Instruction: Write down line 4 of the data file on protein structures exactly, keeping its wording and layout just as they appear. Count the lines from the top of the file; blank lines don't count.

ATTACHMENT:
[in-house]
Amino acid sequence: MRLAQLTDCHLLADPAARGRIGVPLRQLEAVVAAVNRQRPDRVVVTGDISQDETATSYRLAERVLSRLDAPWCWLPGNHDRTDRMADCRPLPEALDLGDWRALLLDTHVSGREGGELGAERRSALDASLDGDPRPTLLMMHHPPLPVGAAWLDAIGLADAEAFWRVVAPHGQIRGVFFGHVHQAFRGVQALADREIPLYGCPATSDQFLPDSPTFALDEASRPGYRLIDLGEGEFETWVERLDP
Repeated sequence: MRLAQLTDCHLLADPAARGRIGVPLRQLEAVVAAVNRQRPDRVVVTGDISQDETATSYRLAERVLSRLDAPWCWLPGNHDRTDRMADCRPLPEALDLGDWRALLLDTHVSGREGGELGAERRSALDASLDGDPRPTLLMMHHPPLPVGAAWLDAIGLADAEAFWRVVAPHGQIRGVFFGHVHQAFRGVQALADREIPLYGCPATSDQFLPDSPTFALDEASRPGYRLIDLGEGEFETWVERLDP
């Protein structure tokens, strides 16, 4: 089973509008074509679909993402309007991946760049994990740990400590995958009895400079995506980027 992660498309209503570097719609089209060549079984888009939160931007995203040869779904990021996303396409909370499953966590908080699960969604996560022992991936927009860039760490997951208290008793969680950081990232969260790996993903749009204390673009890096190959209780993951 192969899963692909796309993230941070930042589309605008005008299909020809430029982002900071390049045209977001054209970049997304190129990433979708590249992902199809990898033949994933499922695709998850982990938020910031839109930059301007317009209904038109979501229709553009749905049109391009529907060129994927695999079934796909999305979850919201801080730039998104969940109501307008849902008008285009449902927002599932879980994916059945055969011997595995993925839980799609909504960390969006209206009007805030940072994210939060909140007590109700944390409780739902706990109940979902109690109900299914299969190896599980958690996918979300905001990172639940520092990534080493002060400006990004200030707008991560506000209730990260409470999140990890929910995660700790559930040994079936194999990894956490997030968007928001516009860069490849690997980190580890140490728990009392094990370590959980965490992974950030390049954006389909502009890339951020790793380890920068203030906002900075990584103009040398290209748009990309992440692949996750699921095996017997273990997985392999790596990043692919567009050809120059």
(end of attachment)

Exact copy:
């Protein structure tokens, strides 16, 4: 089973509008074509679909993402309007991946760049994990740990400590995958009895400079995506980027 992660498309209503570097719609089209060549079984888009939160931007995203040869779904990021996303396409909370499953966590908080699960969604996560022992991936927009860039760490997951208290008793969680950081990232969260790996993903749009204390673009890096190959209780993951 192969899963692909796309993230941070930042589309605008005008299909020809430029982002900071390049045209977001054209970049997304190129990433979708590249992902199809990898033949994933499922695709998850982990938020910031839109930059301007317009209904038109979501229709553009749905049109391009529907060129994927695999079934796909999305979850919201801080730039998104969940109501307008849902008008285009449902927002599932879980994916059945055969011997595995993925839980799609909504960390969006209206009007805030940072994210939060909140007590109700944390409780739902706990109940979902109690109900299914299969190896599980958690996918979300905001990172639940520092990534080493002060400006990004200030707008991560506000209730990260409470999140990890929910995660700790559930040994079936194999990894956490997030968007928001516009860069490849690997980190580890140490728990009392094990370590959980965490992974950030390049954006389909502009890339951020790793380890920068203030906002900075990584103009040398290209748009990309992440692949996750699921095996017997273990997985392999790596990043692919567009050809120059």